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Wednesday, April 20, 2005

From the mouths of babes

If Nikki Reed looks comfortable in her role as brazen bad-girl Evie in "Thirteen," it's because she's lived the part. Reed's script for "Thirteen," written in six days -- and heavily based on her own walk on the wild side at age 13 -- became a film that was shot in six weeks. Little was lost in translation, and the film won Independent Spirit and Sundance awards, and also launched Reed's career as an actress. Now age 17, Reed will next be seen in skater flick "Lords of Dogtown," and in person, she displays a maturity and confidence that's only sometimes betrayed by the occasional "like" but never an "omigod.''

News photo
Nikki Reed

So, why did you decide to write a script?

I'd always loved writing and kept a journal. And I knew the director, Katherine, since I was 5. She dated my father, which is sort of where all this started. She and I were never close until I was about 10 or 11, when they broke up. She saw that I was going down a bumpy road with my mom, so I was staying at her house, living with her. And she asked me, when I was 13, if I wanted to try focusing on something besides hair and makeup and school and boys . . .

Did you listen to her?

(Laughs.) Only because it was her; anyone else -- no. I knew she was an aspiring director, but I didn't see her plan forming yet. We sat down one day, and she asked me if I'd start writing what I was going through, as a creative outlet. So I did, and a screenplay came out of it.

How much of it came from your own experience?

I think the best way to describe it is to say the original script was more like my life than the film. The actors brought so much to their characters that it naturally changed the roles -- it just happened.

One of the hardest things to do in the film was letting go. Katherine as well; she's directing the film, and sometimes you just have to let your words go. You have to be open to change, because everything will change. The scripted film, the shot film and the final product are three different things.

Is there any one scene you can point to in the film and say, "Yeah, that happened just like that?"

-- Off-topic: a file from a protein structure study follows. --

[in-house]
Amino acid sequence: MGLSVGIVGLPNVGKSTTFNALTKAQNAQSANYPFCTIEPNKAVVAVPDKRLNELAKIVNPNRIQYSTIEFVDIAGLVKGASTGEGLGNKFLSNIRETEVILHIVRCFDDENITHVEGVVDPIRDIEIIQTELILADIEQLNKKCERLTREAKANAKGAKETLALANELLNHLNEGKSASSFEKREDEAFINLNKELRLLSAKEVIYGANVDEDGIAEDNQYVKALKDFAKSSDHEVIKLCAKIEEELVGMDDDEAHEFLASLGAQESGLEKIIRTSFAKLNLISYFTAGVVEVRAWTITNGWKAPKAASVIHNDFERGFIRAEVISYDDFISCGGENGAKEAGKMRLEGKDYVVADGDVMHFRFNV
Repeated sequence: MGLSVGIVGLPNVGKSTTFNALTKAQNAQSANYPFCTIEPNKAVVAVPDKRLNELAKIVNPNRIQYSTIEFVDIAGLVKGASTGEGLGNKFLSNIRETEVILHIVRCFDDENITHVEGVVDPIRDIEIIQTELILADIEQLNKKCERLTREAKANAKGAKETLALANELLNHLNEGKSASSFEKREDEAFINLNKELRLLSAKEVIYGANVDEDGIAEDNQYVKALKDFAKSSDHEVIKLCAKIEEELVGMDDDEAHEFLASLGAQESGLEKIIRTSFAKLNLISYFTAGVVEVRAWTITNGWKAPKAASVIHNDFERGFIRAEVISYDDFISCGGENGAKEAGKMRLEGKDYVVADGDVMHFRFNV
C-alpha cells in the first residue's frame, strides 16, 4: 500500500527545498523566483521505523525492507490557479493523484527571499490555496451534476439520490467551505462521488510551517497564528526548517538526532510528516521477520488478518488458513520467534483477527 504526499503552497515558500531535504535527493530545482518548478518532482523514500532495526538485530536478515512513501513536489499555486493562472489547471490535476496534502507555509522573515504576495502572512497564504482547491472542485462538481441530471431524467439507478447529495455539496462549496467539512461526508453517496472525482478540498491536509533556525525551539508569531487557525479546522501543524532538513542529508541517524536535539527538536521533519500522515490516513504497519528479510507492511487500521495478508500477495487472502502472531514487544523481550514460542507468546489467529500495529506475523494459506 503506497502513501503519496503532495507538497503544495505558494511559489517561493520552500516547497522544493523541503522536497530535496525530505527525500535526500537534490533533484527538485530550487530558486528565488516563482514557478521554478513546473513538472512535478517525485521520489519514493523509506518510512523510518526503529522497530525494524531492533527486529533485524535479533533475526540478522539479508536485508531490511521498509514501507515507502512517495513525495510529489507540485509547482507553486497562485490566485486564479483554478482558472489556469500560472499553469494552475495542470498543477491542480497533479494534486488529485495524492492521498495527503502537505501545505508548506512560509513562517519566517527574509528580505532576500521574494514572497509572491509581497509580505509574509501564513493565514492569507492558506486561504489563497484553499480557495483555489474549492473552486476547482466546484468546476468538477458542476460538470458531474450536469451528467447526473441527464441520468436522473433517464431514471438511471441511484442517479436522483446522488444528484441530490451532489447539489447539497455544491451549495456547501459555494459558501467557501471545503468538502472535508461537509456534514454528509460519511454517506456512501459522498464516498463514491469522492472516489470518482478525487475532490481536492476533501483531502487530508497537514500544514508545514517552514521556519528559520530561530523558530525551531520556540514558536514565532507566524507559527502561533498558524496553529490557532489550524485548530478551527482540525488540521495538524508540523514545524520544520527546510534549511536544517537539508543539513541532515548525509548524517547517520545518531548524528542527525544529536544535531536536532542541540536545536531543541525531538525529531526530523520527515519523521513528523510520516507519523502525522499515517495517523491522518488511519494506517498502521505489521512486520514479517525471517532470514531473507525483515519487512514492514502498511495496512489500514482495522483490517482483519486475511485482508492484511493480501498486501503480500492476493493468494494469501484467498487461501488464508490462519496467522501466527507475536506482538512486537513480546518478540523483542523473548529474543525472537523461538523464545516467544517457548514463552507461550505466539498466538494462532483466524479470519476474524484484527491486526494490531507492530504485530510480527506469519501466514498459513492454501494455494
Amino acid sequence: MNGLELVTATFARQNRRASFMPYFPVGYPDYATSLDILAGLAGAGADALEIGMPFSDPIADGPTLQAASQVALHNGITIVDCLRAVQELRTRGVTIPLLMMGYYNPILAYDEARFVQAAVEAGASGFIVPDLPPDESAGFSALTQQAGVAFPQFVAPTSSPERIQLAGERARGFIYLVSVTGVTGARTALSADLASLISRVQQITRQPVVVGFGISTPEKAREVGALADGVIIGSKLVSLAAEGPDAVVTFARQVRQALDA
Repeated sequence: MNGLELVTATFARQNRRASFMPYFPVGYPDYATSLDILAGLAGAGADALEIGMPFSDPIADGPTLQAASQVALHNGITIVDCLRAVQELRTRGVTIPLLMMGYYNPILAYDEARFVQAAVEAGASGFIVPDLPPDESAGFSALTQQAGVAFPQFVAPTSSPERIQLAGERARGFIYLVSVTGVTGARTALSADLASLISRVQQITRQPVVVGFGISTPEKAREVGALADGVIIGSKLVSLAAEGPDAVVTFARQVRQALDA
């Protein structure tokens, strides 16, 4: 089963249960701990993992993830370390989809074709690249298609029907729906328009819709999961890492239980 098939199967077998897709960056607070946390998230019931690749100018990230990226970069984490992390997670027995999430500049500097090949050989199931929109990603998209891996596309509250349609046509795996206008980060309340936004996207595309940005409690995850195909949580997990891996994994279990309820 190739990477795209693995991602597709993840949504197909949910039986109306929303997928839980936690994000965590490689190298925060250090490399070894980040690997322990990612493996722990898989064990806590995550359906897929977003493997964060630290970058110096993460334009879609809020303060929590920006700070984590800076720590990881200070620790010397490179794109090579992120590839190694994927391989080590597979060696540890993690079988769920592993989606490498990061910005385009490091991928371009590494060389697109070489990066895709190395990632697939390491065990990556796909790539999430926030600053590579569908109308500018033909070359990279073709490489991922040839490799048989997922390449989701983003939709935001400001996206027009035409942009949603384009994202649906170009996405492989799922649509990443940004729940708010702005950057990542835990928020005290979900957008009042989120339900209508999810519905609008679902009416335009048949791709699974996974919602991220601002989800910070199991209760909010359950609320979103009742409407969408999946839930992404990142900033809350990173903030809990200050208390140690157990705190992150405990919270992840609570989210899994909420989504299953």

The tongue-piercing scene. And I did pierce my own belly-button; in the film I pierced Tracy's, but that's close enough. It wasn't as bloody. (Laughs.)

Why didn't you play yourself, i.e. Tracy?

I wasn't offered the part of Tracy!

You wrote the script, didn't you get first pick?

No, I didn't! But it was all for the best. Honestly, I didn't want to act. I wasn't an actress, I've never studied it, while someone like Evan [Rachel Wood] has been doing this since she was 5 years old. So the process of me getting the part was very unplanned and random. I was reading with the girls who were auditioning, and to make a long story short, they couldn't find anyone for the part!

Your film is quite fair in that it includes the parent's perspective.

Well, that's something Katherine really helped me to understand when we were writing. Because the original draft had all of the characters basically revolving around Tracy -- they were all sort of one-dimensional, except for her.

Something was obviously missing. . . . Katherine handed me a notepad and said, "Go to your mom's house and write down all the funny things she says, all the wonderful things about her, all the hip things she does." And I was like, are you crazy? You're gonna have an empty notepad! But little did I know, there was a whole side of my mom I didn't know, and my dad, and it was an excuse to learn about them, and it improved our relationship a lot. So these things made it into the script; they completed it.

There are a lot of "troubled teen" flicks out there. Could you give me one you liked, or hated, and why?

Aaah (sighs.) You don't see any films nowadays that are just honest. A lot of people comment on "Thirteen," saying it felt like a documentary, especially how it was shot, but you at least felt like you were there with the girls. You know, you see films nowadays. I mean, I really don't want to insult people, but "Princess Diaries" and "Mean Girls" -- they're entertaining, but people don't walk out taking anything with them other than "Hilary Duff is hot."

Well, the key thing about "Thirteen" is its authenticity. There's never a point where you say, "Oh, c'mon!"

I went to so many screenings where parents would come up to me and say, "My child's not doing that." And I'd just say, "OK. Call me in five years. 'Cause it happens to everybody." And it's so funny how parents think they were angels, and forget that they were sneaking out windows and going out with boys and lying to their parents. And then when they're parents they keep their eyes shut because they don't want to believe their kids are doing what they were doing.

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